We have outlined below the most interesting aspects of both, Antitrust Decision and Merger Decision.


Atlantic/Strauss Antitrust Decision


The Commission found that Atlantic, occupying roughly half of the total market, and Strauss, occupying roughly 1/3 of the total market, were in breach of the Competition Law in the form of a concerted practice on the market that effectively functions as a duopoly. Particularly, the parties agreed and aligned their business strategies via direct or indirect exchange of information regarding the pricing policy and future wholesale prices of ground coffee in the Republic of Serbia, thereby concluding a restrictive agreement.

During the investigation, the Commission found evidence of both, a direct exchange of competitively sensitive information between the legal representatives of the two companies, and an indirect exchange through the dissemination of signals and messages via the media. As a result, the Commission imposed fines on both parties, totaling approximately EUR 1.6 million for Atlantic and EUR 400,000 for Strauss.


  • What triggered the antitrust investigation?

The Commission launched an investigation against Atlantic and Strauss in 2021 after a market study in food markets revealed a significant positive correlation in the wholesale prices of their coffee brands (between 0.86 and 0.99). Another factor prompting the investigation was a statement by Strauss’ director indicating that 90% of the final product’s price comprises the cost of raw coffee. Observing fluctuations in raw coffee prices and comparing them with retail prices of roasted coffee in Serbia, the Commission noted discrepancies and frequent price movements in opposite directions. With Atlantic and Strauss holding approximately 80% market share, the Commission concluded that this market possesses the structure that facilitates coordination between the competitors. Consequently, on September 14, 2021, the Commission initiated a formal investigation, conducting simultaneous dawn raids on Atlantic and Strauss’s premises.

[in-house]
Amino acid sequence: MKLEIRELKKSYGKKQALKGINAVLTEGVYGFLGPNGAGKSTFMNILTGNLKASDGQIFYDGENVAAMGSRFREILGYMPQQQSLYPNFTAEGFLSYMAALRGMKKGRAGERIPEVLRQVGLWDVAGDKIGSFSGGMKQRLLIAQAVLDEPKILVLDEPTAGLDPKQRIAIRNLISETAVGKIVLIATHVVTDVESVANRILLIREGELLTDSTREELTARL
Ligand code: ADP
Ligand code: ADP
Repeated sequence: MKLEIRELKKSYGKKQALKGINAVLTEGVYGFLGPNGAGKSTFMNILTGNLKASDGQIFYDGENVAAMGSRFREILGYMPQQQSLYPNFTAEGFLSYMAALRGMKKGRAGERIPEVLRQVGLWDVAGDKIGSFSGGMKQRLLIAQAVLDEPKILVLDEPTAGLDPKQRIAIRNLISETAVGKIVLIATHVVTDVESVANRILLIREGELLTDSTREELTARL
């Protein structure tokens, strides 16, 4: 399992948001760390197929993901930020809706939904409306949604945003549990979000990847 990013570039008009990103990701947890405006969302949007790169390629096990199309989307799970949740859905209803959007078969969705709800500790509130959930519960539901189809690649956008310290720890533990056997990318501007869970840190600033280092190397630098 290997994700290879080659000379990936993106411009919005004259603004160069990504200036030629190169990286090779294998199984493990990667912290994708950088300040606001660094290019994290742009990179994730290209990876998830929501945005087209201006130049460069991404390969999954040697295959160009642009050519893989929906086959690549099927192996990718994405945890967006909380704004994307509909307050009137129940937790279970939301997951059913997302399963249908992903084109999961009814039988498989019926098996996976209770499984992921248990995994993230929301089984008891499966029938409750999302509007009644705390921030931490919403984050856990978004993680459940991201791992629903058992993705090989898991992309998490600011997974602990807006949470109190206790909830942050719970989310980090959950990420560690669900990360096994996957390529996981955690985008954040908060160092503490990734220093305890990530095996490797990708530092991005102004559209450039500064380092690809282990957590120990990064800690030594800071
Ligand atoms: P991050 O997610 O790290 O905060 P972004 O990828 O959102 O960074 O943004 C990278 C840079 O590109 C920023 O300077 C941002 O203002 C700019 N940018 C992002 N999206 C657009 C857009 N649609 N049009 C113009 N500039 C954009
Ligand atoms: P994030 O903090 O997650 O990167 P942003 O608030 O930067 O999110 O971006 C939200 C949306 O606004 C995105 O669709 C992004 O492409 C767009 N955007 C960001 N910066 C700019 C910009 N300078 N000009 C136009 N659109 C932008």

• Direct contacts between competitors and market signalling via media as evidence of market collusion

The Commission identified several phases in the cooperation and market conduct of Atlantic and Strauss. Specifically, the period spanning from 2012 to 2014 is characterised as a “price war” during which both parties consistently and intensively reduced prices to compete for customers. During the dawn raid, internal emails of Atlantic revealed the strained relations with Strauss due to differing views on pricing policy. Internal emails of Strauss, on the other hand, showed examples of statements emphasising the desire to avoid a price war with Atlantic at all costs.